Monday, April 23, 2012

Levon Helm R.I.P.

Levon Helm passed away this week at the age of 71. He was the lone American in The Band, perhaps the most influential Canadian rock band of all time. He was an innately soulful drummer who eschewed the flash and crash of so many of his peers in the late ’60s and ’70s, earning the eternal respect, if not awe, of every drummer I’ve ever known.

Why? The only example you’ll ever need is his groove on “Up on Cripple Creek”—not only is that song incredibly funky, but the reason it’s so beautiful and perfect is that he doesn’t hit his cymbals once. He doesn’t need to. Most drummers employ cymbals as punctuation marks; everything Levon played was so inherently eloquent that there was no need to dress it up.

The Band is an enormous part of rock music history (they made the Beatles jealous); specifically of American music history (they invented the genre now known as Americana); even more specifically, of Southern Ontario and Toronto music history. Levon was the link that his Canuck pals had to the musical traditions of the deep American south that they were so fascinated with. Levon grew up watching carnival shows, gospel music, blues, R&B, backwoods country music, Elvis Presley’s first tour—anything and everything. He came from a world that seemed a century away in 1968, the year Music From Big Pink came out, a year full of modernist flurry, psychedelia and political assassinations.

The rest of The Band were also gentlemen out of time, but none of them grew up amidst the cultural riches that Levon did. Together they made music at once rooted in tradition—which, really, is not hard for anyone of any time to do, regardless of trends—but that also sounded like nothing else, past, present or future. It was, and is, weird music, made by a group who had played every dive along the eastern seaboard backing up a B-list rockabilly star, and then large theatres with a beloved artist considered The Voice of a Generation. Left to their own devices, they got up to entirely different mischief.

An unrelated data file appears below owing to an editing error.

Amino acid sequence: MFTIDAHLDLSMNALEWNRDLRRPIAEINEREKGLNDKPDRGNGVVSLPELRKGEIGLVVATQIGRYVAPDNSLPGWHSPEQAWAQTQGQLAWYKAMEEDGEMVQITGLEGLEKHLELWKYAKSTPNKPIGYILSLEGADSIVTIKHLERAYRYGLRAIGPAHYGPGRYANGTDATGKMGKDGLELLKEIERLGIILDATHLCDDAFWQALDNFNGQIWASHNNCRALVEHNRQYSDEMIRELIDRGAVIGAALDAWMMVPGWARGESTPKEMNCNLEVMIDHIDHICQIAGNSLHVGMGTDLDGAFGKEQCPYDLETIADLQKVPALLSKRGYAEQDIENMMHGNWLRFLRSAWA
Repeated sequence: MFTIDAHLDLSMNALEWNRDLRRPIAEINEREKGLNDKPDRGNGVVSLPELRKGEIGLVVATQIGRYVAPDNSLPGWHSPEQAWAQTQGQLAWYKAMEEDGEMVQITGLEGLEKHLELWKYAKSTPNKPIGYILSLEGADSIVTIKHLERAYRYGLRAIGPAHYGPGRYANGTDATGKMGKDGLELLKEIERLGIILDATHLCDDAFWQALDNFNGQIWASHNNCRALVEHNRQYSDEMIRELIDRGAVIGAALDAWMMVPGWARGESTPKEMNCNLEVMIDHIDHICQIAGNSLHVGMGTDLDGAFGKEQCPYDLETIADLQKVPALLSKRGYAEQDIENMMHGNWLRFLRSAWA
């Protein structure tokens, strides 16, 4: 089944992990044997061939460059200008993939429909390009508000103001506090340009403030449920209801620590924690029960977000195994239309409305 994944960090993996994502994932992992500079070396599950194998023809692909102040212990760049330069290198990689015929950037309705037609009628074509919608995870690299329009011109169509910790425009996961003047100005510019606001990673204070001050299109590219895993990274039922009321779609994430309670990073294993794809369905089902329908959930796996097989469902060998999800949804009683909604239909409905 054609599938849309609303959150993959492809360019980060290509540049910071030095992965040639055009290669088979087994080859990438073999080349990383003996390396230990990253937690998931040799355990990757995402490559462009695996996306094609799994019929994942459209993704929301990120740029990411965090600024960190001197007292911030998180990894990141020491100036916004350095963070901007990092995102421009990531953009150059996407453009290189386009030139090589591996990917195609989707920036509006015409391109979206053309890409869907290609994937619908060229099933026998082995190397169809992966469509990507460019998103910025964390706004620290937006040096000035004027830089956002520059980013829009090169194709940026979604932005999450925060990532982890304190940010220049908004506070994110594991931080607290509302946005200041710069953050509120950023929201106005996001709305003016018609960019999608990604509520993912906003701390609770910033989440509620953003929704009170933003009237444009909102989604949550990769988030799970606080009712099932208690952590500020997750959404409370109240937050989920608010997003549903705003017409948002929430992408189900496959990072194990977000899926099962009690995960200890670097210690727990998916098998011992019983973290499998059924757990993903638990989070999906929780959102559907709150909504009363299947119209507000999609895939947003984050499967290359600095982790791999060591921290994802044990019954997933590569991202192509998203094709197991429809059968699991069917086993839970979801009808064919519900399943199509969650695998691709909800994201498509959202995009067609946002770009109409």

It’s hard to separate the music of The Band from the legend that comes with it. Like their peers the Grateful Dead, however, if you don’t get The Band, you really don’t get The Band. (And I, for one, have never got the Grateful Dead.) If you don’t, you stand in opposition to the orthodoxy of critical verbiage about their legacy, including dubious claims about Robbie Robertson’s “surreal” lyrics (really?) or about how Richard Manuel is every bit as soulful a singer as Ray Charles (again, really? I’ve always wondered if any African American writer would dare to agree).

Most Band newbies start with The Last Waltz, which is inspiring and often exhilarating—and yet just as often bloated and self-important. Martin Scorsese’s film is revered, and yet Levon thought it betrayed almost everything The Band was built on. It was Levon who fought to get Muddy Waters in and Neil Diamond out, and it was Levon who left the experience angrier than ever at Robbie Robertson, for whom Levon thought the whole project was a giant ego trip. It didn’t help that, as Levon points out, Scorsese portrays the rest of The Band as mumbling, dazed bumpkins, and Robertson the sole genius.